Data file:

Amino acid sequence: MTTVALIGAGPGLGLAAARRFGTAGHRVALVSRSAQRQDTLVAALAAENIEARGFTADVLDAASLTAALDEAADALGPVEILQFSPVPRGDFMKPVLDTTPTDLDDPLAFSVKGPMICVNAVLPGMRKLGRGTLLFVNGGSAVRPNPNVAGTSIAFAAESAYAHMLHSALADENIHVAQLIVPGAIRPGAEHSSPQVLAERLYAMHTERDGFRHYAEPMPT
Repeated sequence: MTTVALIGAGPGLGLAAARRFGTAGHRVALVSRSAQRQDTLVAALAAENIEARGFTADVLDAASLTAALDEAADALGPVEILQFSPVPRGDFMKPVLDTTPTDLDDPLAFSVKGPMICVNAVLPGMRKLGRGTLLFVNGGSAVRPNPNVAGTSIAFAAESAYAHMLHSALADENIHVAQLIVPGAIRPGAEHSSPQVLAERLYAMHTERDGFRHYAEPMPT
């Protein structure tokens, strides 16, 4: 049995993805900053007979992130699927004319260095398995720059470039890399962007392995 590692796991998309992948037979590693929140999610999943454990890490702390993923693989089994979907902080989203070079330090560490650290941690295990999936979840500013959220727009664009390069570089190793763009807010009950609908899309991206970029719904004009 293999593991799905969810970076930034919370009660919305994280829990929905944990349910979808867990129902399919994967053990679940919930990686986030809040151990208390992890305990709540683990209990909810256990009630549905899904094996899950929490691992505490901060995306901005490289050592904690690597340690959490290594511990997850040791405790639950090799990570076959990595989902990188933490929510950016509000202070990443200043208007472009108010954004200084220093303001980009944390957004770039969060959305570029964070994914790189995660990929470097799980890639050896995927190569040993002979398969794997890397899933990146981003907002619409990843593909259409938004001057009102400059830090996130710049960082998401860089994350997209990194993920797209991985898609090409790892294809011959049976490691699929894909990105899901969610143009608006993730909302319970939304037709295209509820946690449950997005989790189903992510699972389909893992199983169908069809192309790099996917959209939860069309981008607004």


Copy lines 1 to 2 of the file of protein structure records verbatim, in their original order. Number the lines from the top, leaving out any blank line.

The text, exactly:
Amino acid sequence: MTTVALIGAGPGLGLAAARRFGTAGHRVALVSRSAQRQDTLVAALAAENIEARGFTADVLDAASLTAALDEAADALGPVEILQFSPVPRGDFMKPVLDTTPTDLDDPLAFSVKGPMICVNAVLPGMRKLGRGTLLFVNGGSAVRPNPNVAGTSIAFAAESAYAHMLHSALADENIHVAQLIVPGAIRPGAEHSSPQVLAERLYAMHTERDGFRHYAEPMPT
Repeated sequence: MTTVALIGAGPGLGLAAARRFGTAGHRVALVSRSAQRQDTLVAALAAENIEARGFTADVLDAASLTAALDEAADALGPVEILQFSPVPRGDFMKPVLDTTPTDLDDPLAFSVKGPMICVNAVLPGMRKLGRGTLLFVNGGSAVRPNPNVAGTSIAFAAESAYAHMLHSALADENIHVAQLIVPGAIRPGAEHSSPQVLAERLYAMHTERDGFRHYAEPMPT